– By Michael Tu
I hate Chicago! I can’t wait to move back to Cali. I must have heard my Californian friends senselessly bash Chicago at least 100 times the past 6 years here. They claim they would be significantly happier if they escaped Chicago’s frigid hell (paradox?) and returned to their paradisal motherland. I have always found this line of thought to be quite superficial, the outcome of an insufficiently examined life. If the limitless wonders of California do indeed make you much happier, then Californians must be the happiest people on Earth. Sure. I’m skeptical that the weather is a central determinant of life satisfaction. Far more crucial are factors such as whether you are surrounding yourself with people who and engaging in work that bring you meaning. You can achieve this almost regardless of location.
It turns out that this notion of Californian superiority in life satisfaction has also bothered leading behavioral scientists David Schkade of UCSD and Daniel Kahneman of Princeton University (who also won a Nobel Prize in Economics). They performed a study called “Does Living in California Make People Happy? A Focusing Illusion in Judgments of Life Satisfaction”. While the title makes the study seem silly at first glance, I assure you that it is a legitimate one that has been cited 627 times. The researchers surveyed ~2000 undergraduates from the University of Michigan (UM), Ohio State University (OSU), the University of California, Los Angeles (UCLA), and the University of California, Irvine (UCI) about their own overall level of life satisfaction and their own level of satisfaction with specific factors such as the regional climate. Moreover, the researchers surveyed the students about what they perceive to be the overall life satisfaction of their similar other (someone else similar to themselves) in the Midwest and in California, and their similar other’s level of satisfaction with specific factors such as the regional climate.
The study yielded many interesting results. I will only cover a subset of them:
- The students in the Midwest and in California had a similar level of overall life satisfaction.
- The Californian students were more satisfied with their own climate than students in the Midwest were satisfied with their own climate.
- Both geographical sets of students predicted that their similar other would have a higher level of overall life satisfaction in California than in the Midwest.
- The higher life satisfaction prediction for California occurred because the students believed their similar other would be more satisfied with the climate and cultural opportunities in California.
- Both geographical sets of students placed higher importance on the climate’s effect on well-being for their similar other living in another region than for themselves.
The professors interpreted the results as follows:
- The climate is not an important factor when a person assesses her own overall life satisfaction. That person focuses on more central aspects of life in her evaluation.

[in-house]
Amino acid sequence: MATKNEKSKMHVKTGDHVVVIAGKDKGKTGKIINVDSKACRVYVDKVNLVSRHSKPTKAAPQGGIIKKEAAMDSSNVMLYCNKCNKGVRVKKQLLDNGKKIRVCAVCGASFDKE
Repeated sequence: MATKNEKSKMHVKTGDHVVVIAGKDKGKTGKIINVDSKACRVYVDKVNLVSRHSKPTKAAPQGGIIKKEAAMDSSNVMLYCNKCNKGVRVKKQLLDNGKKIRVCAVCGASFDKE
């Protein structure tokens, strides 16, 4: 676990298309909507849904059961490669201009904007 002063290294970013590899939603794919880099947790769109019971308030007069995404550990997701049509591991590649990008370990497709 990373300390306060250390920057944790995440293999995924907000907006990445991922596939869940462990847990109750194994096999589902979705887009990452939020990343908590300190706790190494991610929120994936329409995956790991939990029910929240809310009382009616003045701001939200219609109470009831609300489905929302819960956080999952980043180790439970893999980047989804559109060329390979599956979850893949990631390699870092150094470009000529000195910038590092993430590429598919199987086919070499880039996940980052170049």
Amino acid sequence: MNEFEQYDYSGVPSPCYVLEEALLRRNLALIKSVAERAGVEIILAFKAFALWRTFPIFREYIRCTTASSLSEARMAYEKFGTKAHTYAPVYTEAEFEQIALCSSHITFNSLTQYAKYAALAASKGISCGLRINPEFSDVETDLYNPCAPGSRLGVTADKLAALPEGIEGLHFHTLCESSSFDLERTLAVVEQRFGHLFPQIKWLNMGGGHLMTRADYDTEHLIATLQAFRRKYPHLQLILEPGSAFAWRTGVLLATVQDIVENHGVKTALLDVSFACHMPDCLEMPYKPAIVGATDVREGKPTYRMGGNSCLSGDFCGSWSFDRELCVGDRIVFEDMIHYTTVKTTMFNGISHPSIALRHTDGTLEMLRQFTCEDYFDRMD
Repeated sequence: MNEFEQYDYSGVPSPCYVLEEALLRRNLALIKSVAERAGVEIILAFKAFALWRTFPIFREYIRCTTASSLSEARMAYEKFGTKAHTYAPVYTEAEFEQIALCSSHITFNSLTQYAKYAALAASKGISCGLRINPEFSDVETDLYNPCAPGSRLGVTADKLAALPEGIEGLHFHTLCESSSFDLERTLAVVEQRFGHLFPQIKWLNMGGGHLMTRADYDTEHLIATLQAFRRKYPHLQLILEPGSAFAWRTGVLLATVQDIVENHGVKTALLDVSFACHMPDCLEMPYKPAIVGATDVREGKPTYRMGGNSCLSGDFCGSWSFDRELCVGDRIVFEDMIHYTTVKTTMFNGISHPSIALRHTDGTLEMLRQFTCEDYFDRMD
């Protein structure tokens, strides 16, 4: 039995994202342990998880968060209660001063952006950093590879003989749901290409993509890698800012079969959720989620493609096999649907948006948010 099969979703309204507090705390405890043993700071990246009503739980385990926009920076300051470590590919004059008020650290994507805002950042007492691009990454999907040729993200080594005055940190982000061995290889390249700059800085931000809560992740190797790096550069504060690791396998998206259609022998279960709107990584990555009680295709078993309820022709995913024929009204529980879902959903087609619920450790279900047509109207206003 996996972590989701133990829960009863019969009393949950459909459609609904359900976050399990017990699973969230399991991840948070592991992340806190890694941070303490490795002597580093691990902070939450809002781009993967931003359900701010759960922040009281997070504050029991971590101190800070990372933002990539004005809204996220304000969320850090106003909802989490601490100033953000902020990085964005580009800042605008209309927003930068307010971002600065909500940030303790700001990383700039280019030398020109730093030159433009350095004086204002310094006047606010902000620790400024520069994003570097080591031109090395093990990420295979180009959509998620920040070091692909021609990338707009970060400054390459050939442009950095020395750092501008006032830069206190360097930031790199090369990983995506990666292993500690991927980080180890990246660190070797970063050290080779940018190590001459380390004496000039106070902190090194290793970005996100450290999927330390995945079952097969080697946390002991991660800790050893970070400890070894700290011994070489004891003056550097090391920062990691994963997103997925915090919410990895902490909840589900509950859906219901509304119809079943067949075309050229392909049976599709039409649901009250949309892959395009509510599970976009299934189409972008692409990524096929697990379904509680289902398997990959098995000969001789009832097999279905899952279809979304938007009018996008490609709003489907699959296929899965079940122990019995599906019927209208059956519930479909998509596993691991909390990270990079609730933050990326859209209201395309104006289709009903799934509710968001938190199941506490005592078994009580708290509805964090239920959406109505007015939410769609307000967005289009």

- Objectively speaking, there is a difference in hedonic experience between the climate in California and the Midwest’s climate. A person tends to over-focus on the salient Californian “advantage” of climate when imagining his similar other’s life in another region.
- Note: I inserted the apostrophe around ‘advantage.’
- Hence, a focusing illusion occurs that causes the person to exaggerate the impact of climate on his similar other’s overall life satisfaction in another region. He fails to realize that his focus shifts to more central aspects of life when evaluating his own overall life satisfaction.
To be fair, this study has a limitation. UM, UCLA, UCI, and OSU are mostly comprised of local, regional students, so the surveyed Californians probably have lived in California their entire life, and the surveyed Midwesterners most likely have lived in the Midwest their entire life. At most, you can solidly conclude that lifetime Midwesterners and Californians have similar life satisfaction despite California’s salient “advantages.” You cannot definitely say that a person who moves to the Midwest from California will not have lower life satisfaction, ceteris paribus (excluding the climate and cultural opportunities). Conversely, you cannot definitely say that a person who moves to California from the Midwest will not have higher life satisfaction, ceteris paribus (excluding the climate and cultural opportunities).
Yet, in the face of imperfect information, I strongly believe there is beneficial value in assuming that the authors’ conclusion is a close approximation of the truth:
“In the context of life satisfaction, the present discussion suggests that people may not be good judges of the effect of changing circumstances on their own life satisfaction, or on that of others. Our research suggests a moral, and a warning: Nothing that you focus on will make as much difference as you think.”
If you are a Californian struggling to adapt to life in Chicago, realize that it is wholly possible to achieve a similar level of life satisfaction here that you enjoyed in California. Instead of focusing your energy on trivial elements of life such as the weather, seek and be present to the crucial and wholesome gifts of life: the people around you who bring you meaning and the work that you find meaningful.